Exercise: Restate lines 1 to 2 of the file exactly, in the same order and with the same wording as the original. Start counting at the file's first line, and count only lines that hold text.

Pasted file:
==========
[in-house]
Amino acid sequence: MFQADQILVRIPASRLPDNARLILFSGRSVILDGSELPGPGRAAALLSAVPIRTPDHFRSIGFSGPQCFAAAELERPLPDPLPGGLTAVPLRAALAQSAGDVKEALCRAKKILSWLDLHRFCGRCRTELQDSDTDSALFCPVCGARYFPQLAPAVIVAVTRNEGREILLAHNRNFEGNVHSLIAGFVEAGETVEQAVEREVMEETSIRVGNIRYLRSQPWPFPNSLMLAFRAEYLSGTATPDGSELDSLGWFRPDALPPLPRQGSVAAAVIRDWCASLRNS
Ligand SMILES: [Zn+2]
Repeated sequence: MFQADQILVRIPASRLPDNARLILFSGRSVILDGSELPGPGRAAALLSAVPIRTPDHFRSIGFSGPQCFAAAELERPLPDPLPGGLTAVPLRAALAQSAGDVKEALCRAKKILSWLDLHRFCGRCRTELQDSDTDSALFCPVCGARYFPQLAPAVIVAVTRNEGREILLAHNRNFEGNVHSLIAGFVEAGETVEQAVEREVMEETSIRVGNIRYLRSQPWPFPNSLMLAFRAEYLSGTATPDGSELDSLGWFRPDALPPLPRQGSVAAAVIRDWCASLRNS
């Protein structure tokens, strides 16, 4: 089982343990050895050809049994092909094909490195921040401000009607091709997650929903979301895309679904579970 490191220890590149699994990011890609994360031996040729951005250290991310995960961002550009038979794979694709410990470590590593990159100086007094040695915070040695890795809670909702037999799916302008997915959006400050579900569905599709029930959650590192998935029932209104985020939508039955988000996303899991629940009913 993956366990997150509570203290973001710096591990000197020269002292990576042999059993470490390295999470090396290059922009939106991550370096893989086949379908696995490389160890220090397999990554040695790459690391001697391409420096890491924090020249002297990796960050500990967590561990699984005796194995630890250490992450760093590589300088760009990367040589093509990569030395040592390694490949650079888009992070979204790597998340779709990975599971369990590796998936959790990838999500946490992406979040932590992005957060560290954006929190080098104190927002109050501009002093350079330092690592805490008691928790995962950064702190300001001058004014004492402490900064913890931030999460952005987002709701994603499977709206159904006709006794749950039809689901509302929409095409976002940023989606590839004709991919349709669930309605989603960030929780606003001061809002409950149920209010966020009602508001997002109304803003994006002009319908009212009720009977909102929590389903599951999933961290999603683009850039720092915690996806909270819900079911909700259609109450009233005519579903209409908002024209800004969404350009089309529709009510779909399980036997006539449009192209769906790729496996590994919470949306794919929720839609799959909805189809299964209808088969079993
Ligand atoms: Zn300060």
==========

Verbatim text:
[in-house]
Amino acid sequence: MFQADQILVRIPASRLPDNARLILFSGRSVILDGSELPGPGRAAALLSAVPIRTPDHFRSIGFSGPQCFAAAELERPLPDPLPGGLTAVPLRAALAQSAGDVKEALCRAKKILSWLDLHRFCGRCRTELQDSDTDSALFCPVCGARYFPQLAPAVIVAVTRNEGREILLAHNRNFEGNVHSLIAGFVEAGETVEQAVEREVMEETSIRVGNIRYLRSQPWPFPNSLMLAFRAEYLSGTATPDGSELDSLGWFRPDALPPLPRQGSVAAAVIRDWCASLRNS